Unfortunately, since some codes prohibit homeowners from living permanently in their RVs, having your tiny home certified as an RV could end up being counterproductive.
Move your tiny home on wheels regularly
If you don’t want to have any run-ins with the law in terms of legality, you can simply take the idea of a tiny mobile home to the next level by moving your home any time you travel.
While this will save you tons of money on hotel costs, it will also help you avoid altercations with temporary living rules.
Even though many people build their tiny homes with the thought of having them sit in one location, many tiny homeowners enjoy the thrills that come with being able to move their homes around now and then.
By moving your home around, you can get around the many restrictions on camping or having your home sit in one spot for too long.
Build your tiny home in cities with favorable tiny home laws
While many states in the US have zoning laws that prevent small homeowners from building their structures on foundations, especially homes that don’t meet the criteria for ADUs, tons of places allow tiny home enthusiasts to build their structures without any issues.
Some top cities with favorable laws for tiny houses include Richmonds, Walsenburg, Idaho, Maine, etc.
Also, Pulaski County, KY, doesn’t currently have zoning laws; this makes it a brilliant place to build your tiny home.
Go for small structures that aren’t technically a tiny home
If you think you’re going to miss out on the tiny home dream because of the many strict zoning regulations across different states and cities, you can simply opt for a structure that is a little bigger than regular tiny homes.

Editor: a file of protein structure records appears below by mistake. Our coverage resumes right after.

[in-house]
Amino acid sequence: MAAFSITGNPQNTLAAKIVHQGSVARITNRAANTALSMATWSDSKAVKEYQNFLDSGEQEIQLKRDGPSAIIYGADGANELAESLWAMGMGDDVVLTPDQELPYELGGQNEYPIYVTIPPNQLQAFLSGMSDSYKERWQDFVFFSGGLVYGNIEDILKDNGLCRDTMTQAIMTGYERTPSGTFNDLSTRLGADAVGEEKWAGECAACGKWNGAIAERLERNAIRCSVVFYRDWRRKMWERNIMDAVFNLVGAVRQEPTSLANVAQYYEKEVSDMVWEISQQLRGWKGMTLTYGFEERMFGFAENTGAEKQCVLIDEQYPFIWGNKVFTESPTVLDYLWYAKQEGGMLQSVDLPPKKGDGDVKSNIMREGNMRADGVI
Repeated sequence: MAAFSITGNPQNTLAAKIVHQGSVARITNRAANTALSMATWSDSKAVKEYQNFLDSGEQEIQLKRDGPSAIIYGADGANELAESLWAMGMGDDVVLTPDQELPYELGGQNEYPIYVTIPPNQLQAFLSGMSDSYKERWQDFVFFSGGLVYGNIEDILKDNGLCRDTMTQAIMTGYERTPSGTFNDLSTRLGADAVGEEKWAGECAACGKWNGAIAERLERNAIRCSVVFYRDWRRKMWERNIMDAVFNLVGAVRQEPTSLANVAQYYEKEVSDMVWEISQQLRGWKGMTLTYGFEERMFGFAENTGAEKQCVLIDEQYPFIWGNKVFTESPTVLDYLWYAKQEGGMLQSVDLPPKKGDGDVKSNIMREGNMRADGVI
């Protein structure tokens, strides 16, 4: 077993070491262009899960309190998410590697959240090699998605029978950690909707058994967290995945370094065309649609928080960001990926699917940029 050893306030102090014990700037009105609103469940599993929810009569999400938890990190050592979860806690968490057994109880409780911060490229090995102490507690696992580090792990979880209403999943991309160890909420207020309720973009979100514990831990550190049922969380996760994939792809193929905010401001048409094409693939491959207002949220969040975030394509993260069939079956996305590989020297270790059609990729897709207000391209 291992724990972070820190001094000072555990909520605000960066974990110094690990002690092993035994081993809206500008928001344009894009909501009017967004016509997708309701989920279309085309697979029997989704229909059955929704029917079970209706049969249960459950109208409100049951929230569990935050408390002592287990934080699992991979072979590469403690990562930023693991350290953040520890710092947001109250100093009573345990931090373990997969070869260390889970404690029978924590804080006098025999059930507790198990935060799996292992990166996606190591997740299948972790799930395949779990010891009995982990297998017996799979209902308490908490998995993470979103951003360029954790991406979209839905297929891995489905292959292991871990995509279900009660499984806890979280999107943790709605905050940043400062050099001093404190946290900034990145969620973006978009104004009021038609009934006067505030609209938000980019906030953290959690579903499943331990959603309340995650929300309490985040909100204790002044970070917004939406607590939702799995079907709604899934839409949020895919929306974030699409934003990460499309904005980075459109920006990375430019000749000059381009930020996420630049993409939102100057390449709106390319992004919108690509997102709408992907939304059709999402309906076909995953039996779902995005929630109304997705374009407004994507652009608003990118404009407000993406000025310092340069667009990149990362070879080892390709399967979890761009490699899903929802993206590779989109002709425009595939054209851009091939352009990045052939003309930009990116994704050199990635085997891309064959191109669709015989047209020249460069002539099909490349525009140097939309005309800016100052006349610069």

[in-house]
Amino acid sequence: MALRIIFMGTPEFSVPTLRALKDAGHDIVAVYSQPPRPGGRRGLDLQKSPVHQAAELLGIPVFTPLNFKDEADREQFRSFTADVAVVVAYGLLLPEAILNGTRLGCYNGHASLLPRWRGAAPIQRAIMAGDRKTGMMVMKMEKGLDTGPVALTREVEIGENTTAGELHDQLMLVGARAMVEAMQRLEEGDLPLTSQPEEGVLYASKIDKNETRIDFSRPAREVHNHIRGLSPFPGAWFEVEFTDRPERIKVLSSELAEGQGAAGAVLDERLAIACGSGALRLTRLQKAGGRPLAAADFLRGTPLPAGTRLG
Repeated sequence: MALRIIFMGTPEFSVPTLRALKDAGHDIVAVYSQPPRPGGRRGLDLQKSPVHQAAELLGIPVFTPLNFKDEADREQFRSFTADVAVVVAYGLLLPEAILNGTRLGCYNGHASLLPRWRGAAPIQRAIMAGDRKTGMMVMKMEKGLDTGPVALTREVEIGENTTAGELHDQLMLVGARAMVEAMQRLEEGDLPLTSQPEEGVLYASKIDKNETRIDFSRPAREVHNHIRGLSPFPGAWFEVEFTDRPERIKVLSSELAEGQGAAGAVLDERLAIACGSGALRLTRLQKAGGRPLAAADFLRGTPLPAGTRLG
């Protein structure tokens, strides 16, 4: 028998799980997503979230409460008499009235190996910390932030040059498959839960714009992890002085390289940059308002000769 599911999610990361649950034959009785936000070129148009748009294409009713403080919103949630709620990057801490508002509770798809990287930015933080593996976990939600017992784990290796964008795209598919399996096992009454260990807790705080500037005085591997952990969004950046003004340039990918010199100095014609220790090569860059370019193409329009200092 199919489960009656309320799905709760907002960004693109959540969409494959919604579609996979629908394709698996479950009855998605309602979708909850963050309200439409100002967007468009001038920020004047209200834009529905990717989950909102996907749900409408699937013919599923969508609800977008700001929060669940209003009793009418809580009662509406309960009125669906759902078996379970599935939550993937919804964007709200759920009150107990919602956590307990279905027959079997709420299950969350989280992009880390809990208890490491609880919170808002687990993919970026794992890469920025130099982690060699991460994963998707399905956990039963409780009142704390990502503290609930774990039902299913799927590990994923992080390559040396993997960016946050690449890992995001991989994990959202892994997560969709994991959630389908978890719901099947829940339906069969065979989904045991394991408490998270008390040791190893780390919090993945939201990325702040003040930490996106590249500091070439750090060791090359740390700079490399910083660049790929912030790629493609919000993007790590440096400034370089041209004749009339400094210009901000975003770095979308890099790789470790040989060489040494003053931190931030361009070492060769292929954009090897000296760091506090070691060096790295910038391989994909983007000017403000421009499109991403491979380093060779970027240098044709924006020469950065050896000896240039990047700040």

Experts suggest opting for homes that are smaller than a traditional home, but not as little as the tiny homes you’ll typically find out there.
For instance, very small old homes in the US and UK laws often fit into the present-day zoning requirements.
Frequently asked questions
Can I park my tiny home in my backyard?
Can I park my tiny home in my backyard?
This question comes up pretty much all the time, and today, we want to set the record straight.
If you have land that already features a single-family home, you can park your tiny home in the backyard without any issue.
Unfortunately, the law frowns on it if your home will be the primary home on the land.
Which states have favorable regulations for tiny homes?
While many states and cities are still yet to come to terms with the tiny home movement, many states are opening their doors to the tiny home movement.
Today, there are tons of states where living in a tiny home is legal.
These states include Florida, Texas, Idaho, Kansas, Colorado, California, and more.
Is it possible to live in a tiny home on my own land?
Building your tiny home on a foundation can be super tricky, especially if you factor in building regulations and zoning codes, as these laws prohibit tiny home enthusiasts from buying land and constructing their tiny homes on it.
On the flip side, you can still build your tiny home as an ADU, provided it will be a secondary dwelling on land that already has a single-family home.